Gimell's two-disc set The Tallis Scholars Sing Tudor Church Music, Vol. 2, is part of a program in which the Tallis Scholars appear to be consolidating their earlier albums into more efficiently arranged packages at a slightly lower price point than has been their wont. This is a good thing; as by virtue of the survival rate of the renaissance composers in which they specialize, certain discs tended to be short, and these regrouped issues deliver more bang for one's buck.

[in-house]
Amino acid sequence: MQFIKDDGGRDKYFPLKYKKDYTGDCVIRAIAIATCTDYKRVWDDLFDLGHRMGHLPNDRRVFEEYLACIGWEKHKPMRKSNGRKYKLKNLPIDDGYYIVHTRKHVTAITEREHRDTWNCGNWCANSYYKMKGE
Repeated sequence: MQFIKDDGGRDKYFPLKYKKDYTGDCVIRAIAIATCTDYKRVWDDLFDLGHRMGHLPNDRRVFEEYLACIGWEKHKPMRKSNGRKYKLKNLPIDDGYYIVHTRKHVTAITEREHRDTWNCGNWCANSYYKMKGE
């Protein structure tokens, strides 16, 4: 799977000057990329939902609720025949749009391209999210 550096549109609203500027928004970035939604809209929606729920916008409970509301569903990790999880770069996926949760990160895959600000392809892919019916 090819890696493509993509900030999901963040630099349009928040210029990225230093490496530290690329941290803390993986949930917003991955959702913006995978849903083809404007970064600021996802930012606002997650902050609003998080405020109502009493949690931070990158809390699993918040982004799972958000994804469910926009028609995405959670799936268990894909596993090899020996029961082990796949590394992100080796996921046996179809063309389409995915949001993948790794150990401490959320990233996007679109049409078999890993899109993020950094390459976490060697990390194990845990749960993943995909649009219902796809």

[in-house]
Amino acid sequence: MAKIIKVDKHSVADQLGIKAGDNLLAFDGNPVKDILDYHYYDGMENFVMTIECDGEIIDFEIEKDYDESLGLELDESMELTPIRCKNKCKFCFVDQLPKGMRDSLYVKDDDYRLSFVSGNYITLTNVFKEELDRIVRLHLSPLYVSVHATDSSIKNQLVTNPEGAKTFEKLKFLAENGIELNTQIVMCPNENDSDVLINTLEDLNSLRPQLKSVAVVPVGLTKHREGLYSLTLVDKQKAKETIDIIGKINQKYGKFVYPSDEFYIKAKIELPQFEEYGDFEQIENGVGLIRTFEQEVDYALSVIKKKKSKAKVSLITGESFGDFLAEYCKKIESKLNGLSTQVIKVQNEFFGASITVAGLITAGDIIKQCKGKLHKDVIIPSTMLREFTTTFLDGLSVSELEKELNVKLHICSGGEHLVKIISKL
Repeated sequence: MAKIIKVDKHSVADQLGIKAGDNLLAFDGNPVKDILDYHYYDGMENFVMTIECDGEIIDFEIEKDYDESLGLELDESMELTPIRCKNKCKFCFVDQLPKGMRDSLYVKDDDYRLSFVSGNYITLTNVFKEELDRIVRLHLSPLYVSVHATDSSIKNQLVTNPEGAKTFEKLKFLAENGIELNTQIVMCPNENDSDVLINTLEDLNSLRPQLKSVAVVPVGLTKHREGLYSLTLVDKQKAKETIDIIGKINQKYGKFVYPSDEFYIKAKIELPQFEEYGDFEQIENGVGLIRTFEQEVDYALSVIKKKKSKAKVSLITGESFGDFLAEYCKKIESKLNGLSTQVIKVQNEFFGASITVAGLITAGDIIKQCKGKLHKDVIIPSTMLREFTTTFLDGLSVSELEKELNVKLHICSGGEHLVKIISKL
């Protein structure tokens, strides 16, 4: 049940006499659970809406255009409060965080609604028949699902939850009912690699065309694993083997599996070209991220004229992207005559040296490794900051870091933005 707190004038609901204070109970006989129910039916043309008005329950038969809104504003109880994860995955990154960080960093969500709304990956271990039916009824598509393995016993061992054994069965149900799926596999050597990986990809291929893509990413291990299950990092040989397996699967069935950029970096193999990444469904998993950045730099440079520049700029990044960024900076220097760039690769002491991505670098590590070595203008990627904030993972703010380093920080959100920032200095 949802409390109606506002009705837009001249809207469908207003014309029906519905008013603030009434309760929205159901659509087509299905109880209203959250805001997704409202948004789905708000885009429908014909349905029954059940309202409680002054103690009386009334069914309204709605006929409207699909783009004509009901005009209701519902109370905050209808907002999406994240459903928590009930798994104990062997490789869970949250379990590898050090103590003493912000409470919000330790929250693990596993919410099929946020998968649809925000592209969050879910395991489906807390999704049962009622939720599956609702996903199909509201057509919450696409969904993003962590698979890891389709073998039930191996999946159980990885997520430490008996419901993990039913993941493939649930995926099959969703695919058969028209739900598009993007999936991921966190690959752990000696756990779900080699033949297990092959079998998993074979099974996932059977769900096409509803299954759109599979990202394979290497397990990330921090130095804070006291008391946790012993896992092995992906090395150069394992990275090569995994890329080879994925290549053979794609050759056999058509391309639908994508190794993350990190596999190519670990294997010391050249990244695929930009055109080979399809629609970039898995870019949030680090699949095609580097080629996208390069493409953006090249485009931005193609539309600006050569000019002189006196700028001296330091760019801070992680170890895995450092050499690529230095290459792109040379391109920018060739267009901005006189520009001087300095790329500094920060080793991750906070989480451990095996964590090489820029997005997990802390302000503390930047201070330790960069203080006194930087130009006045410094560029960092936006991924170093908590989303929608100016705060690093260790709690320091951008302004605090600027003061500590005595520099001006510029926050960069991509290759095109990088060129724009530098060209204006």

This set, issued as a companion to The Tallis Scholars Sing Tudor Church Music, Vol. 1, includes on its first disc the whole of a 1989 release devoted to John Sheppard, Media vita, along with Sheppard's entry from the 1993 disc Western Wind Masses. The second combines three Tallis motets from the album Thomas Tallis: Lamentations of Jeremiah with the whole of a disc devoted to music of Robert White, one of the best discs the Tallis Scholars ever made, devoted to a composer then completely unknown. That has always been one of the group's strong points: a comprehensive grasp of English polyphony led not only to exploring the works of Tallis in more depth than anyone before, but also into significant areas of undervalued repertoire. Curiously, this volume and its companion are issued as "marking the 500th anniversary of the coronation of King Henry VIII on June 24th, 1509," no doubt a dominant figure in the Tudor world, though one personally responsible for the destruction of the majority of Tudor church music of the Latin variety. However, the Tallis Scholars are among the most characteristic and skilled interpreters of what is left of this repertoire: pristine soprano voices sail skyward with absolutely correct pitches, lower voices provide ballast and negotiate the difficult ensemble passages below, providing this music with the almost orchestral-sounding body it needs. Gimell's recordings, made in English churches, are carefully and artfully balanced, and even though some recordings stretch back into the late '80s, and therefore the early digital era, there remains nothing substandard about them. If one likes the English renaissance, or even just wants to give it a try, one can hardly go wrong with a disc like The Tallis Scholars Sing Tudor Church Music, Vol. 2.